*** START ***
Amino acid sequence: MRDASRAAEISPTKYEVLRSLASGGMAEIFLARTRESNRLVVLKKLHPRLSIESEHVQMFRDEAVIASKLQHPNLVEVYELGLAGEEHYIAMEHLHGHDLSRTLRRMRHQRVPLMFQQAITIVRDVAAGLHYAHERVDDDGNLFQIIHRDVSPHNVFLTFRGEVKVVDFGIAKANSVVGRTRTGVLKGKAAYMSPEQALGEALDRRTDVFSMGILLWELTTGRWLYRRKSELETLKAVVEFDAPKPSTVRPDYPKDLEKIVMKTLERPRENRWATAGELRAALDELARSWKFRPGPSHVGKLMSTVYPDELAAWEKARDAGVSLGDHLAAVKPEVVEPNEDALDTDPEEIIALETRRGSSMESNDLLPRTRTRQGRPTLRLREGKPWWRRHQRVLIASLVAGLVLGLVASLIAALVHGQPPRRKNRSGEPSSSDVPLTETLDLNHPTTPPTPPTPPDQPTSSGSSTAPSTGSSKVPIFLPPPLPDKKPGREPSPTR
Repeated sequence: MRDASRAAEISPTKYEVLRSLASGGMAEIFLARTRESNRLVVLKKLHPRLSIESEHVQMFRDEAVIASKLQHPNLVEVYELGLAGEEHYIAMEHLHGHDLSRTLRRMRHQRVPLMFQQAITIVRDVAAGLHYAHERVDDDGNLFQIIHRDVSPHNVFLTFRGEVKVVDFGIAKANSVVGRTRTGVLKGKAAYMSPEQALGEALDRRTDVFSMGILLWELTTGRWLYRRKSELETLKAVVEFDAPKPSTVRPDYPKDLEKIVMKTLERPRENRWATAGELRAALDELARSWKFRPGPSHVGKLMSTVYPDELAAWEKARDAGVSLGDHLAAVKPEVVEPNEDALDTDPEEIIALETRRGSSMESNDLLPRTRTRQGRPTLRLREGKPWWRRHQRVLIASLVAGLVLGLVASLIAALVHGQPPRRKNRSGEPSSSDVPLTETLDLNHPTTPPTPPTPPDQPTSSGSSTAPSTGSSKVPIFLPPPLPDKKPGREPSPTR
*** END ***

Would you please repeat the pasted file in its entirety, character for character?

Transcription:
Amino acid sequence: MRDASRAAEISPTKYEVLRSLASGGMAEIFLARTRESNRLVVLKKLHPRLSIESEHVQMFRDEAVIASKLQHPNLVEVYELGLAGEEHYIAMEHLHGHDLSRTLRRMRHQRVPLMFQQAITIVRDVAAGLHYAHERVDDDGNLFQIIHRDVSPHNVFLTFRGEVKVVDFGIAKANSVVGRTRTGVLKGKAAYMSPEQALGEALDRRTDVFSMGILLWELTTGRWLYRRKSELETLKAVVEFDAPKPSTVRPDYPKDLEKIVMKTLERPRENRWATAGELRAALDELARSWKFRPGPSHVGKLMSTVYPDELAAWEKARDAGVSLGDHLAAVKPEVVEPNEDALDTDPEEIIALETRRGSSMESNDLLPRTRTRQGRPTLRLREGKPWWRRHQRVLIASLVAGLVLGLVASLIAALVHGQPPRRKNRSGEPSSSDVPLTETLDLNHPTTPPTPPTPPDQPTSSGSSTAPSTGSSKVPIFLPPPLPDKKPGREPSPTR
Repeated sequence: MRDASRAAEISPTKYEVLRSLASGGMAEIFLARTRESNRLVVLKKLHPRLSIESEHVQMFRDEAVIASKLQHPNLVEVYELGLAGEEHYIAMEHLHGHDLSRTLRRMRHQRVPLMFQQAITIVRDVAAGLHYAHERVDDDGNLFQIIHRDVSPHNVFLTFRGEVKVVDFGIAKANSVVGRTRTGVLKGKAAYMSPEQALGEALDRRTDVFSMGILLWELTTGRWLYRRKSELETLKAVVEFDAPKPSTVRPDYPKDLEKIVMKTLERPRENRWATAGELRAALDELARSWKFRPGPSHVGKLMSTVYPDELAAWEKARDAGVSLGDHLAAVKPEVVEPNEDALDTDPEEIIALETRRGSSMESNDLLPRTRTRQGRPTLRLREGKPWWRRHQRVLIASLVAGLVLGLVASLIAALVHGQPPRRKNRSGEPSSSDVPLTETLDLNHPTTPPTPPTPPDQPTSSGSSTAPSTGSSKVPIFLPPPLPDKKPGREPSPTR